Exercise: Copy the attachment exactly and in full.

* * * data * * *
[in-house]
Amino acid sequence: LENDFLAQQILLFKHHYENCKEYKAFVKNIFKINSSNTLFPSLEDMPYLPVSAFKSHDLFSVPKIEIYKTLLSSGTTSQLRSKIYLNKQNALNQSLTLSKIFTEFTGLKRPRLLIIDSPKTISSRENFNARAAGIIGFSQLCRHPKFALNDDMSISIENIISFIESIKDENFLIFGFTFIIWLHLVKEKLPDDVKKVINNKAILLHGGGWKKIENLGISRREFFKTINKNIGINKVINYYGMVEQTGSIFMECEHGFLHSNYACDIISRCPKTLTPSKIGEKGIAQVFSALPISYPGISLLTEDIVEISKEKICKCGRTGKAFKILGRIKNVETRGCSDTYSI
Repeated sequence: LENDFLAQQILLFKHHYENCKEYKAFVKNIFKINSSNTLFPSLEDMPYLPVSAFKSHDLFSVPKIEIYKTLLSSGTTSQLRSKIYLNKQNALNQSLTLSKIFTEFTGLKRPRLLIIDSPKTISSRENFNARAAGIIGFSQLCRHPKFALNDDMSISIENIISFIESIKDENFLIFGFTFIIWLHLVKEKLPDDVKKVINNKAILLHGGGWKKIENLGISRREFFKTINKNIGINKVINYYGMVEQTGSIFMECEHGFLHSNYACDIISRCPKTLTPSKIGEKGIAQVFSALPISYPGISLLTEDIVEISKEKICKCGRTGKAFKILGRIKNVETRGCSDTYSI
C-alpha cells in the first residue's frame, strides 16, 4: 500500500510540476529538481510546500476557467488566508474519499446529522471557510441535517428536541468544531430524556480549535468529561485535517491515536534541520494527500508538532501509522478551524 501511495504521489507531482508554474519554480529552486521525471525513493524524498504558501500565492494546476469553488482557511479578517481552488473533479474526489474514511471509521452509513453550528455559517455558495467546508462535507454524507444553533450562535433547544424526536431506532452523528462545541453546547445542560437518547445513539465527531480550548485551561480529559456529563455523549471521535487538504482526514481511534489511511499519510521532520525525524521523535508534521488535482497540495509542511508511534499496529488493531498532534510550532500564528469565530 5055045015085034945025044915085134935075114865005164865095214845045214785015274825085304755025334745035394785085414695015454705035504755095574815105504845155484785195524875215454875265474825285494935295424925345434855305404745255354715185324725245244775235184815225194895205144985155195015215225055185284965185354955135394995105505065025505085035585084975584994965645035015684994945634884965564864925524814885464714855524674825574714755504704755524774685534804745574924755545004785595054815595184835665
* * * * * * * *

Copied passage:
[in-house]
Amino acid sequence: LENDFLAQQILLFKHHYENCKEYKAFVKNIFKINSSNTLFPSLEDMPYLPVSAFKSHDLFSVPKIEIYKTLLSSGTTSQLRSKIYLNKQNALNQSLTLSKIFTEFTGLKRPRLLIIDSPKTISSRENFNARAAGIIGFSQLCRHPKFALNDDMSISIENIISFIESIKDENFLIFGFTFIIWLHLVKEKLPDDVKKVINNKAILLHGGGWKKIENLGISRREFFKTINKNIGINKVINYYGMVEQTGSIFMECEHGFLHSNYACDIISRCPKTLTPSKIGEKGIAQVFSALPISYPGISLLTEDIVEISKEKICKCGRTGKAFKILGRIKNVETRGCSDTYSI
Repeated sequence: LENDFLAQQILLFKHHYENCKEYKAFVKNIFKINSSNTLFPSLEDMPYLPVSAFKSHDLFSVPKIEIYKTLLSSGTTSQLRSKIYLNKQNALNQSLTLSKIFTEFTGLKRPRLLIIDSPKTISSRENFNARAAGIIGFSQLCRHPKFALNDDMSISIENIISFIESIKDENFLIFGFTFIIWLHLVKEKLPDDVKKVINNKAILLHGGGWKKIENLGISRREFFKTINKNIGINKVINYYGMVEQTGSIFMECEHGFLHSNYACDIISRCPKTLTPSKIGEKGIAQVFSALPISYPGISLLTEDIVEISKEKICKCGRTGKAFKILGRIKNVETRGCSDTYSI
C-alpha cells in the first residue's frame, strides 16, 4: 500500500510540476529538481510546500476557467488566508474519499446529522471557510441535517428536541468544531430524556480549535468529561485535517491515536534541520494527500508538532501509522478551524 501511495504521489507531482508554474519554480529552486521525471525513493524524498504558501500565492494546476469553488482557511479578517481552488473533479474526489474514511471509521452509513453550528455559517455558495467546508462535507454524507444553533450562535433547544424526536431506532452523528462545541453546547445542560437518547445513539465527531480550548485551561480529559456529563455523549471521535487538504482526514481511534489511511499519510521532520525525524521523535508534521488535482497540495509542511508511534499496529488493531498532534510550532500564528469565530 5055045015085034945025044915085134935075114865005164865095214845045214785015274825085304755025334745035394785085414695015454705035504755095574815105504845155484785195524875215454875265474825285494935295424925345434855305404745255354715185324725245244775235184815225194895205144985155195015215225055185284965185354955135394995105505065025505085035585084975584994965645035015684994945634884965564864925524814885464714855524674825574714755504704755524774685534804745574924755545004785595054815595184835665